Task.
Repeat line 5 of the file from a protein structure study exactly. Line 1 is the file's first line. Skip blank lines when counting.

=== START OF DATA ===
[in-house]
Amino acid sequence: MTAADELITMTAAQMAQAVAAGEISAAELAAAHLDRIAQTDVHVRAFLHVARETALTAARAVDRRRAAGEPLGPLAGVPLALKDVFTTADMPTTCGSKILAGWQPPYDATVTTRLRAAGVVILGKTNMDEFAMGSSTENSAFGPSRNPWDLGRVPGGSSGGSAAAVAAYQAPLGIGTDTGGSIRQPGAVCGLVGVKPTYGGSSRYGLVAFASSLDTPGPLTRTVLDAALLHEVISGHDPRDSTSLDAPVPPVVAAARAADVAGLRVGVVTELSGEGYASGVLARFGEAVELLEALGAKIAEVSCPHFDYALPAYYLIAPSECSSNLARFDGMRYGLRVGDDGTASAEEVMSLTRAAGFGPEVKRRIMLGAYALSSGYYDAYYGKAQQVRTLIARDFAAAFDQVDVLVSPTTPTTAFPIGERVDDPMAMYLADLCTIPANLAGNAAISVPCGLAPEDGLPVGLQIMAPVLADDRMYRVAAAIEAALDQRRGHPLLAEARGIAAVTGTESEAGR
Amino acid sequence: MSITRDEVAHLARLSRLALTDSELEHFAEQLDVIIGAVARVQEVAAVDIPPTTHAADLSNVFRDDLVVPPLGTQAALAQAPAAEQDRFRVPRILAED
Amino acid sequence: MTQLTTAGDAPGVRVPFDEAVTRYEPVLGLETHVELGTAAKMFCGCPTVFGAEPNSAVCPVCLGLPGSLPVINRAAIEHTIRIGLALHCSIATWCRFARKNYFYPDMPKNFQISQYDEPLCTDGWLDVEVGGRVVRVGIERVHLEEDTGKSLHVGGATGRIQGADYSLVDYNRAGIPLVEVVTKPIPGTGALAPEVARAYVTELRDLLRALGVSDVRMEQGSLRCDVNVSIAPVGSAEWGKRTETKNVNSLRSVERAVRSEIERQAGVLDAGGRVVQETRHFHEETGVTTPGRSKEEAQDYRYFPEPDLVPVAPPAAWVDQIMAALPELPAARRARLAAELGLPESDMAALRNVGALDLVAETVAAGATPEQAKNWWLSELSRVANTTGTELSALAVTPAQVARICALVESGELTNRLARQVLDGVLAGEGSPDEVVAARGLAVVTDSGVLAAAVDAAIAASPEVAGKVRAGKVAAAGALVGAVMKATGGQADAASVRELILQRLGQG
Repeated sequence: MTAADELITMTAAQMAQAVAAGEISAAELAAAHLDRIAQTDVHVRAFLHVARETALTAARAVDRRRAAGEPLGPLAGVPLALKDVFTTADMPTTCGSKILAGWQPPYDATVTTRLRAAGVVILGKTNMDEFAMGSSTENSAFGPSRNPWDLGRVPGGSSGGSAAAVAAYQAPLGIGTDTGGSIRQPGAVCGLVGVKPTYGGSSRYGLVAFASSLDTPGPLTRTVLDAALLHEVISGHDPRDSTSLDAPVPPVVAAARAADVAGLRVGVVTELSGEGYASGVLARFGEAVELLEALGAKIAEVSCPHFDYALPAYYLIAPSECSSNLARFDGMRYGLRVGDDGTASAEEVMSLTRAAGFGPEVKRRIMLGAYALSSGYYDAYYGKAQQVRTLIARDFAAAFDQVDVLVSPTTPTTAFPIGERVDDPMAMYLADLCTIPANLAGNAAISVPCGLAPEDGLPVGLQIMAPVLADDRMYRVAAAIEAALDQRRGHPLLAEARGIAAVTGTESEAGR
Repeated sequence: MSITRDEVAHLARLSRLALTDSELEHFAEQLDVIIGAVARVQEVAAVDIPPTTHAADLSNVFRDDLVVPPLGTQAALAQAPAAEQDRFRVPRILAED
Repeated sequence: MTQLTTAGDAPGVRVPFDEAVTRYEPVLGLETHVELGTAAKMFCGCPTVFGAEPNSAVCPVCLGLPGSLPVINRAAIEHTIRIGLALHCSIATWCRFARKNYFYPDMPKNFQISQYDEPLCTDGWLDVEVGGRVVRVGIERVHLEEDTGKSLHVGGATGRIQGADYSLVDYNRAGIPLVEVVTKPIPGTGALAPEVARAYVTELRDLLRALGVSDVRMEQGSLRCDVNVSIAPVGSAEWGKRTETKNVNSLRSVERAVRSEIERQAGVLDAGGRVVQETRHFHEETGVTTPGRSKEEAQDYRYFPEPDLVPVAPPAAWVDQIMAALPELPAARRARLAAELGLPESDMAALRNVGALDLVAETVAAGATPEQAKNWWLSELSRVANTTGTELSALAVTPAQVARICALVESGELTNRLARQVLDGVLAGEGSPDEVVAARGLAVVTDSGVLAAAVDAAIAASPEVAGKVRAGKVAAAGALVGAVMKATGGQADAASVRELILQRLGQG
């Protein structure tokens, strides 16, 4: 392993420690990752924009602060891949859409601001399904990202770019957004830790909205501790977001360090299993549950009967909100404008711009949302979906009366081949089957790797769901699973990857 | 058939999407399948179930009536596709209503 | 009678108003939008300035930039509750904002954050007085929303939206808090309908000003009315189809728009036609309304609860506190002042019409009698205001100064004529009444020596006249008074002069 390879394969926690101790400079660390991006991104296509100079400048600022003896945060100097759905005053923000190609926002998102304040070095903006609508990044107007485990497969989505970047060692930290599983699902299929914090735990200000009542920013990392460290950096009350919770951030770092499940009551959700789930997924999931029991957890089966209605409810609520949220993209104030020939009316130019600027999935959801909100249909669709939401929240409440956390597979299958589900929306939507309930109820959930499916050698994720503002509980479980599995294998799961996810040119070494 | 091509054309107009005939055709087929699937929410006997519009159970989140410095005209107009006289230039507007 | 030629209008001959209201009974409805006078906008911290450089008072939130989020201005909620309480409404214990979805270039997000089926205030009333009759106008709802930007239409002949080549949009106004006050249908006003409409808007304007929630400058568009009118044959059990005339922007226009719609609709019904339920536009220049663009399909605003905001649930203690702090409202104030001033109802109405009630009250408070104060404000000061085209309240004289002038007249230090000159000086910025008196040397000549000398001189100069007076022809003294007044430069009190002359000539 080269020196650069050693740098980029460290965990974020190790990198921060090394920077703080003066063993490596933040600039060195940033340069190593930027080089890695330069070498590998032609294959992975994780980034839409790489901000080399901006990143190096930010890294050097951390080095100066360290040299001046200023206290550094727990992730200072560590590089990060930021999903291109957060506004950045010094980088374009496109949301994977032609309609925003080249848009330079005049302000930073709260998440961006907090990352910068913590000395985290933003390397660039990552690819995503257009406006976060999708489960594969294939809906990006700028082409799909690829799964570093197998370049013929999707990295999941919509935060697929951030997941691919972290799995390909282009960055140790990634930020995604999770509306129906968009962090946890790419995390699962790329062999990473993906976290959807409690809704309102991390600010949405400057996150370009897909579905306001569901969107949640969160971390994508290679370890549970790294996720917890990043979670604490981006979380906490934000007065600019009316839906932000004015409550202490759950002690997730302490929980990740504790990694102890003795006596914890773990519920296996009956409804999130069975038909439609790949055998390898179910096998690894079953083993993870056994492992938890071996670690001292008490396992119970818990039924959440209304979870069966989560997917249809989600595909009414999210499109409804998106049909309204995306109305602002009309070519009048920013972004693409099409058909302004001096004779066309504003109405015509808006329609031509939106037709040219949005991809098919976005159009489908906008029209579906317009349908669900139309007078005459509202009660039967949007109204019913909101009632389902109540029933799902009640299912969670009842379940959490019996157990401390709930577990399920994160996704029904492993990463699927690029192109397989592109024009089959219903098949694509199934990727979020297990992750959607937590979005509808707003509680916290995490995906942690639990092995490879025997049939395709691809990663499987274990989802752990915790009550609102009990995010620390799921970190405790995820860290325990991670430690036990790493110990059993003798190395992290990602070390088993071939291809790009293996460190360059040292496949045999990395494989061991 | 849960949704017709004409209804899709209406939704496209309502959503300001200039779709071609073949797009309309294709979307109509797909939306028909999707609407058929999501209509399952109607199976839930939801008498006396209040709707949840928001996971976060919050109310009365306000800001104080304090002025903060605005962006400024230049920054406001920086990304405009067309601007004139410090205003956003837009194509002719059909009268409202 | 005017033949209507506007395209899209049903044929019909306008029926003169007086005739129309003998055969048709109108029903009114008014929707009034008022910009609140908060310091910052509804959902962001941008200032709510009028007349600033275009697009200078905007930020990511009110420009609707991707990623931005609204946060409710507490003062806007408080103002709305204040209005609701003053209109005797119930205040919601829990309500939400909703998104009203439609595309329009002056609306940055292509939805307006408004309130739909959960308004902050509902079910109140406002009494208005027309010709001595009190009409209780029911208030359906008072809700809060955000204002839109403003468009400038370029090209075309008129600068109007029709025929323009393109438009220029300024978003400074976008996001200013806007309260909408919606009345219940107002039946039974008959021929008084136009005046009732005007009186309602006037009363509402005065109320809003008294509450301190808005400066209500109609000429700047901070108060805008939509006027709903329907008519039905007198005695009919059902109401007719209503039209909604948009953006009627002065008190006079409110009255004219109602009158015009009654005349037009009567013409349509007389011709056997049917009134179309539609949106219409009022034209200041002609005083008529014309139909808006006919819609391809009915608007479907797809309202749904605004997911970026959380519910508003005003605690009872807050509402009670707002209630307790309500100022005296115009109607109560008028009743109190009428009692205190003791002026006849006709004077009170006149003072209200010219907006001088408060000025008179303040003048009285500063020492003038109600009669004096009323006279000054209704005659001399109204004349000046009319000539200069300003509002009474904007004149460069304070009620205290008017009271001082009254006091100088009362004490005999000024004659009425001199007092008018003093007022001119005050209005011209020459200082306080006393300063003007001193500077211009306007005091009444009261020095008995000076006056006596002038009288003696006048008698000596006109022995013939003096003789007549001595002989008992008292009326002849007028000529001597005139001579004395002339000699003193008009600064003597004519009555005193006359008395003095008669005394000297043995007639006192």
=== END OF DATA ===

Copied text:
Repeated sequence: MTAADELITMTAAQMAQAVAAGEISAAELAAAHLDRIAQTDVHVRAFLHVARETALTAARAVDRRRAAGEPLGPLAGVPLALKDVFTTADMPTTCGSKILAGWQPPYDATVTTRLRAAGVVILGKTNMDEFAMGSSTENSAFGPSRNPWDLGRVPGGSSGGSAAAVAAYQAPLGIGTDTGGSIRQPGAVCGLVGVKPTYGGSSRYGLVAFASSLDTPGPLTRTVLDAALLHEVISGHDPRDSTSLDAPVPPVVAAARAADVAGLRVGVVTELSGEGYASGVLARFGEAVELLEALGAKIAEVSCPHFDYALPAYYLIAPSECSSNLARFDGMRYGLRVGDDGTASAEEVMSLTRAAGFGPEVKRRIMLGAYALSSGYYDAYYGKAQQVRTLIARDFAAAFDQVDVLVSPTTPTTAFPIGERVDDPMAMYLADLCTIPANLAGNAAISVPCGLAPEDGLPVGLQIMAPVLADDRMYRVAAAIEAALDQRRGHPLLAEARGIAAVTGTESEAGR